In the Fall of 2013, Robert Pringle, Assistant Professor of Ecology and Evolutionary Biology, taught EEB 321, Ecology: Species, Interactions, Biodiversity and Society at Princeton. In conversations with his assistant in instruction, Tyler Coverdale, (a graduate student in the department of Ecology and Evolutionary Biology), the pair decided to try a new kind of multimedia assignment for the course. This assignment was modeled on stop-motion videos about evolution and biology made in the Dunn Lab at Brown University, under the direction of Professor Casey Dunn. Some of the Dunn Lab videos were later featured by Professor Dunn, in an article published in The New York Times. They are also published on Dunn’s CreatureCast blog.

The first offering of Pringle’s course in Fall 2013 (assisted by Coverdale and Matt Lutz) had 32 students. This year’s offering of EEB321, (assisted by research scholar Joshua Daskin and graduate student Jennifer Guyton), had 42 students. The combined results of two years of video projects have been uploaded to a dedicated YouTube channel. The videos produced for the course were used to satisfy part of the lab requirement for the course and each features a certain niche topic in animal conservation. Both this year and last, the students in the class worked in teams based on lab assignment.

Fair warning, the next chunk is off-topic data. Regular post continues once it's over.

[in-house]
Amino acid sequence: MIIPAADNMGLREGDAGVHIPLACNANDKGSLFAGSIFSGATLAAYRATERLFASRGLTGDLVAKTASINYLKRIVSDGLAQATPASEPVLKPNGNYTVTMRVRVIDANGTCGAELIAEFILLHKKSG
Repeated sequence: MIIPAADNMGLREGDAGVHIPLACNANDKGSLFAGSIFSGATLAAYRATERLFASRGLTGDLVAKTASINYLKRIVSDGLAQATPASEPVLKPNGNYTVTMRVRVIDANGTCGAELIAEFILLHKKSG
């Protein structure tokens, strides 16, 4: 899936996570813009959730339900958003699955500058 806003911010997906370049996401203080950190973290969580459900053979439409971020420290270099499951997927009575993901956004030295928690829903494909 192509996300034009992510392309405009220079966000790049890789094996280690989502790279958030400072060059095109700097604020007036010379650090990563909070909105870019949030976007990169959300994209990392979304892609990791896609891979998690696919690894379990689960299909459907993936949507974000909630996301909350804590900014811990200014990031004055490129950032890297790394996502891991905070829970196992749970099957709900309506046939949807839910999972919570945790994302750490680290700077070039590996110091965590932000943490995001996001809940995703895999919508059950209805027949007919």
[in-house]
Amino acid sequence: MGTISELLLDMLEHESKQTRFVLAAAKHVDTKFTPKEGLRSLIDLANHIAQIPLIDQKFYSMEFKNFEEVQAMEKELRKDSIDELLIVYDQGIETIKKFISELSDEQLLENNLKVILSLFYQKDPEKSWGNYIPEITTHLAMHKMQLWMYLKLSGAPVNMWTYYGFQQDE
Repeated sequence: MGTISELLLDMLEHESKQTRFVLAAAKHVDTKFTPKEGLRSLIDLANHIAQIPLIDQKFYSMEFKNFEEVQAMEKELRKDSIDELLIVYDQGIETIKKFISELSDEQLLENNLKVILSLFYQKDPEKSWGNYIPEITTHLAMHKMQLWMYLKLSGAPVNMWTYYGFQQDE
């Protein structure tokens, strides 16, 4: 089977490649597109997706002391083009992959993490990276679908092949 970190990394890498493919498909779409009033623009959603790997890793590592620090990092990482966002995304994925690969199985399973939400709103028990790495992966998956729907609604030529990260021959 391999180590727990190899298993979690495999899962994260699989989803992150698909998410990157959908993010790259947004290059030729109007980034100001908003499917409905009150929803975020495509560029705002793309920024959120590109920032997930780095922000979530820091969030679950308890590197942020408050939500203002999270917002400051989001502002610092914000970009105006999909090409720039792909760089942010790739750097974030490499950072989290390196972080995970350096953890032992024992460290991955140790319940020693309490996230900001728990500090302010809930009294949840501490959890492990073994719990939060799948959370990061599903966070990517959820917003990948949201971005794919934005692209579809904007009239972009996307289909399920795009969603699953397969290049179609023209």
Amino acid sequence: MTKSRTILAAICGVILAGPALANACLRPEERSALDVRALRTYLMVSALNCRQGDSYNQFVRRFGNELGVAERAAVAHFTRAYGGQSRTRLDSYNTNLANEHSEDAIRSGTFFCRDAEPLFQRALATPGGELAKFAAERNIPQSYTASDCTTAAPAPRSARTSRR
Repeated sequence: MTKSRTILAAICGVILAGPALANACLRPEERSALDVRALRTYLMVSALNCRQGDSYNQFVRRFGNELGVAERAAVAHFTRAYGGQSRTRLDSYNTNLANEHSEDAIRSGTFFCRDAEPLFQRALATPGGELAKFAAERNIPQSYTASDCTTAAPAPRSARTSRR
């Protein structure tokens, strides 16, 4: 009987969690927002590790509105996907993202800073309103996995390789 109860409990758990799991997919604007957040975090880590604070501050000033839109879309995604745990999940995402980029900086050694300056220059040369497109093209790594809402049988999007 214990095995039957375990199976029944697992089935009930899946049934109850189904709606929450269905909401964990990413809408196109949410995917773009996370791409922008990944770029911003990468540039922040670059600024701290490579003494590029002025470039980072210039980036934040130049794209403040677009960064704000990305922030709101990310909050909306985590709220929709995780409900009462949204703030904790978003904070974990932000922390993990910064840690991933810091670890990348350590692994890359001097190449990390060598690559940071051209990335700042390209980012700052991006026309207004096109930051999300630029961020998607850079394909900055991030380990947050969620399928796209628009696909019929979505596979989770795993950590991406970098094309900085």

In order to make the videos, Professor Pringle and his instructional team took advantage of the equipment and training opportunities offered by the New Media Center in Lewis Science Library, a teaching and learning lab of the McGraw Center for Teaching and Learning. There, the students were able to use borrowed video equipment, still cameras, various audio equipment, a document camera, and video production software such as FinalCut Pro. Drawing tools, scissors, tape, and much ingenuity were provided by the student videographers. Instructional staff at the NMC as well as the McGraw Center’s Broadcast Center, were on hand to offer support to the student filmmakers, who quickly mastered the art of stop-animation photography.

Want to meet a woodrat? Click on video to watch.

 

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